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What is "Butcher's Linen" - Definition & Explanation

A Strong, Heavy, Plain Weave Linen Fabric With Uneven, Thick And Thin Yarns In Both Warp And Weft - Often Used In Tablecloths And Aprons.
A plain-weave, stiff fabric with thick-and-thin yarns in both the warp and the filling. The fabric was originally made of linen but is now duplicated in 100% polyester or a variety of blends such as polyester/rayon or polyester/cotton.
Butcher’s Linen was originally a heavy, sturdy linen fabric used for French butchers’ aprons. This type of heavy fabric was also used for interfacing.

Some other terms

Some more terms:

Refers to an open weave fabric. In a leno weave the warp yarns are arranged in pairs, twisting or interlocking around the filling yarn to prevent slippage and make the open weave stronger and more...
A term used in identifying the structure of a yarn, fabric, or other textile material. For example, details such as denier (decitex), filament count, twist level and direction, and number of plies...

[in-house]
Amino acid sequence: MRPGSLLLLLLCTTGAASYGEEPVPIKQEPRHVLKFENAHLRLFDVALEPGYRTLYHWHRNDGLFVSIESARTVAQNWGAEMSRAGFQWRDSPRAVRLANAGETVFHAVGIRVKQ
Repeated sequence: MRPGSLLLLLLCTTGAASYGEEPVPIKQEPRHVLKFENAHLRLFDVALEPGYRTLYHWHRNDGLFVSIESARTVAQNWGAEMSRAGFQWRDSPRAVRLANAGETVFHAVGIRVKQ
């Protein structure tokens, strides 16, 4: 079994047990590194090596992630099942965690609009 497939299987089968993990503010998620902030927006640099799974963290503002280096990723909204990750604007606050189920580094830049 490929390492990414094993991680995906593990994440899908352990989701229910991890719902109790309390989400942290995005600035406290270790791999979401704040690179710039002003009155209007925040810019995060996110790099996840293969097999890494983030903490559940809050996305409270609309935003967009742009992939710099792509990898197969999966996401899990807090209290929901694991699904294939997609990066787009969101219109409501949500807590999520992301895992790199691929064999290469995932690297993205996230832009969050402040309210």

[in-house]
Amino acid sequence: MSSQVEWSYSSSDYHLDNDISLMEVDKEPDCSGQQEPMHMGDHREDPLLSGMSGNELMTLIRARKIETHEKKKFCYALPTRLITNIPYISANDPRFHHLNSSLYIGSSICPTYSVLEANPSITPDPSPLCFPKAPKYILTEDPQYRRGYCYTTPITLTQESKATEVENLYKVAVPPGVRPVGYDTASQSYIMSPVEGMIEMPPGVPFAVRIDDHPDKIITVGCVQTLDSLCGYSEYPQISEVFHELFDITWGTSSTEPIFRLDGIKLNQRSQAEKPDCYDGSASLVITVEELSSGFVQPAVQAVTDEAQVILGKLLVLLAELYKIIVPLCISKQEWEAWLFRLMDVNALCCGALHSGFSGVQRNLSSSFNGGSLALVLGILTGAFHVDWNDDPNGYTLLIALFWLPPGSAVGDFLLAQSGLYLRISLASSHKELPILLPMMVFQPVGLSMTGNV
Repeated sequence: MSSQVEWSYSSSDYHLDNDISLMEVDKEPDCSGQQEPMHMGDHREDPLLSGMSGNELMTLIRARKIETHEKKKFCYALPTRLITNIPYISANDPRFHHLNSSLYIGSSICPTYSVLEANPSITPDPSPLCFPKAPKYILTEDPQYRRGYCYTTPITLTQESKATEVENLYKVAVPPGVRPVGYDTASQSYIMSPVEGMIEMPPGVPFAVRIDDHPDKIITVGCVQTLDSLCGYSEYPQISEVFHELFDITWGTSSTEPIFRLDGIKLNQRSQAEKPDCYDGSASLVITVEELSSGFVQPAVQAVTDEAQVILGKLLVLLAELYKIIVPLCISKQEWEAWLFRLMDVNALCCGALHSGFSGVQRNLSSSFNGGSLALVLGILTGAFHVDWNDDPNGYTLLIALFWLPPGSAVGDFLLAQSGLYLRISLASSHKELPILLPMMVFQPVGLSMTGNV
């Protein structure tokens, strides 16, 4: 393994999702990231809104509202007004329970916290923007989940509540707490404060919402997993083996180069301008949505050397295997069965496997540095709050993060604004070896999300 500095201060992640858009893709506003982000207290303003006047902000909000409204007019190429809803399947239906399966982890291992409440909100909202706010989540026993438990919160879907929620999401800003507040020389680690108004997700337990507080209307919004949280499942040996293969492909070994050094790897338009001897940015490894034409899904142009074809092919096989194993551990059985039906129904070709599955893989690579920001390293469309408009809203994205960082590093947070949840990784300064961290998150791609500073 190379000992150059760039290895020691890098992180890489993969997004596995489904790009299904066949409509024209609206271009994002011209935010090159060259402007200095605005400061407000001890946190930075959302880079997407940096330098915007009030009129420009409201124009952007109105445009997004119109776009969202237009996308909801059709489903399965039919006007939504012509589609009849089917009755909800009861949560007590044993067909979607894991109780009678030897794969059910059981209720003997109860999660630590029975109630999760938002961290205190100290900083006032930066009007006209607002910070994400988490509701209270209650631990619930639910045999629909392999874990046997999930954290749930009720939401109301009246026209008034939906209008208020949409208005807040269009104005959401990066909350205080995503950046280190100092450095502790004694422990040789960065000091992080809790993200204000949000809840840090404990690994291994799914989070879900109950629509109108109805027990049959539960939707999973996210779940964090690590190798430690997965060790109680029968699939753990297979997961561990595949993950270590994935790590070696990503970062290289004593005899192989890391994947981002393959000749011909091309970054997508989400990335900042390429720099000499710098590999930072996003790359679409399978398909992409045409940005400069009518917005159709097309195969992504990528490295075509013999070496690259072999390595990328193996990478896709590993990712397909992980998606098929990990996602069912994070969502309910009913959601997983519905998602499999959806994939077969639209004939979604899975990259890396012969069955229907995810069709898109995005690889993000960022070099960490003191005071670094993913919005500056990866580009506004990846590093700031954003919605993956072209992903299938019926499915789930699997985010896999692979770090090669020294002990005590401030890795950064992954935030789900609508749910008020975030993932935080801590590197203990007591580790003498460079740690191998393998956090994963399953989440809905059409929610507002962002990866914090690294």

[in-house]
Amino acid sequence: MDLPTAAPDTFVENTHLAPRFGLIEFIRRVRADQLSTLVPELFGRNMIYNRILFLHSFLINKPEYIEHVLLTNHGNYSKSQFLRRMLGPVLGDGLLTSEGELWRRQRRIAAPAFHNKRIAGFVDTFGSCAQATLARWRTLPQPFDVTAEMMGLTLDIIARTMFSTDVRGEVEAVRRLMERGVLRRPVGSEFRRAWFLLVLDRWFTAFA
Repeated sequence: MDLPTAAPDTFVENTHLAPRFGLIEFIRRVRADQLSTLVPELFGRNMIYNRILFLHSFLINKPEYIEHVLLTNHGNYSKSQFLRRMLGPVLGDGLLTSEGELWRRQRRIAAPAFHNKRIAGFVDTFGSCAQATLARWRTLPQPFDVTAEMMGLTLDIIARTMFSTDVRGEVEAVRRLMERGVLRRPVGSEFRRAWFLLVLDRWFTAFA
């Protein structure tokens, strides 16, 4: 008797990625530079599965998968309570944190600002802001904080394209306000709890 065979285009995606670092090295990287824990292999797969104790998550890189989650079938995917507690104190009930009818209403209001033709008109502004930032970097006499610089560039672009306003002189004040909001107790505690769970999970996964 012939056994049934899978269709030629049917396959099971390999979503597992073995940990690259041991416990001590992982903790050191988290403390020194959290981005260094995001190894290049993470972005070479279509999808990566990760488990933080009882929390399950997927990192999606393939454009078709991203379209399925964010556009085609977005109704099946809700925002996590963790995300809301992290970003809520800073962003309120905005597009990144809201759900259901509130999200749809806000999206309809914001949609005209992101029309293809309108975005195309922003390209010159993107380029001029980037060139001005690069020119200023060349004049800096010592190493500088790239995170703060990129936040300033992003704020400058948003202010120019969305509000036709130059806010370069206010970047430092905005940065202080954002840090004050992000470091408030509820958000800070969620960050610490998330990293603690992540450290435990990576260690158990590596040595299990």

Heavy metal free refers to dyes that do not require the use of heavy metals to achieve the fixation of colors. Toxic heavy metals, such as chrome, copper and zinc, which are all known carcinogens,...
A warp knit fabric in which the fabric is formed by interlooping adjacent parallel yarns. The warp beam holds thousands of yards of yarns in a parallel arrangement, and these yarns are fed into the...
Yarns created from various petrochemical technologies. Includes nylon, polyester, Dacron, orlon, lycra and the like. Used in the manufacture of men’s undergarments in the second half of the 20th...

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